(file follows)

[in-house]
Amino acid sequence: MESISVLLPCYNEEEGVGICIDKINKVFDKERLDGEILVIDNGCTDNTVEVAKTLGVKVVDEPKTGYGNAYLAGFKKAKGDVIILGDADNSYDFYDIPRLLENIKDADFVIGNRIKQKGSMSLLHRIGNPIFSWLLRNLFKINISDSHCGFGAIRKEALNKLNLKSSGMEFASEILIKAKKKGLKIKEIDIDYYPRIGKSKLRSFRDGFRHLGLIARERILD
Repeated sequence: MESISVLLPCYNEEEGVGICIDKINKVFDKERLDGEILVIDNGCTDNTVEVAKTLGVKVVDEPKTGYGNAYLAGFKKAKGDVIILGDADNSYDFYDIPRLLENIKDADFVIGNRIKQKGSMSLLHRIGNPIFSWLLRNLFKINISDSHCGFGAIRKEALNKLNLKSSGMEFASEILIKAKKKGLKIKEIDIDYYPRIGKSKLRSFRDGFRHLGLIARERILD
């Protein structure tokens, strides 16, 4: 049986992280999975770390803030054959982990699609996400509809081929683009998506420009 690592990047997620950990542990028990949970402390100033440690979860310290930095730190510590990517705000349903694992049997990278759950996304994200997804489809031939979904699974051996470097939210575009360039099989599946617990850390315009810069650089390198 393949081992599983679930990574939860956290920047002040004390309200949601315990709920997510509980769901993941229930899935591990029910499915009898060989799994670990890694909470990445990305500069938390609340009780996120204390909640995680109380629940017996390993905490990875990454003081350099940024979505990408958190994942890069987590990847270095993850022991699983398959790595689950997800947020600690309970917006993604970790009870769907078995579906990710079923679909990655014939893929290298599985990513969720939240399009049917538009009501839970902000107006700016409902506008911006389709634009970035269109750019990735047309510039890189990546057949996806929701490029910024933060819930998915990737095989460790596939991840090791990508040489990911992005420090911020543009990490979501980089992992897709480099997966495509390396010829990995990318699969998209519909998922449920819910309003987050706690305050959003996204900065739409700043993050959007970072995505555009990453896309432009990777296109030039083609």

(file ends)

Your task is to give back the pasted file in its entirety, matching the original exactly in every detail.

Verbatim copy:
[in-house]
Amino acid sequence: MESISVLLPCYNEEEGVGICIDKINKVFDKERLDGEILVIDNGCTDNTVEVAKTLGVKVVDEPKTGYGNAYLAGFKKAKGDVIILGDADNSYDFYDIPRLLENIKDADFVIGNRIKQKGSMSLLHRIGNPIFSWLLRNLFKINISDSHCGFGAIRKEALNKLNLKSSGMEFASEILIKAKKKGLKIKEIDIDYYPRIGKSKLRSFRDGFRHLGLIARERILD
Repeated sequence: MESISVLLPCYNEEEGVGICIDKINKVFDKERLDGEILVIDNGCTDNTVEVAKTLGVKVVDEPKTGYGNAYLAGFKKAKGDVIILGDADNSYDFYDIPRLLENIKDADFVIGNRIKQKGSMSLLHRIGNPIFSWLLRNLFKINISDSHCGFGAIRKEALNKLNLKSSGMEFASEILIKAKKKGLKIKEIDIDYYPRIGKSKLRSFRDGFRHLGLIARERILD
């Protein structure tokens, strides 16, 4: 049986992280999975770390803030054959982990699609996400509809081929683009998506420009 690592990047997620950990542990028990949970402390100033440690979860310290930095730190510590990517705000349903694992049997990278759950996304994200997804489809031939979904699974051996470097939210575009360039099989599946617990850390315009810069650089390198 393949081992599983679930990574939860956290920047002040004390309200949601315990709920997510509980769901993941229930899935591990029910499915009898060989799994670990890694909470990445990305500069938390609340009780996120204390909640995680109380629940017996390993905490990875990454003081350099940024979505990408958190994942890069987590990847270095993850022991699983398959790595689950997800947020600690309970917006993604970790009870769907078995579906990710079923679909990655014939893929290298599985990513969720939240399009049917538009009501839970902000107006700016409902506008911006389709634009970035269109750019990735047309510039890189990546057949996806929701490029910024933060819930998915990737095989460790596939991840090791990508040489990911992005420090911020543009990490979501980089992992897709480099997966495509390396010829990995990318699969998209519909998922449920819910309003987050706690305050959003996204900065739409700043993050959007970072995505555009990453896309432009990777296109030039083609």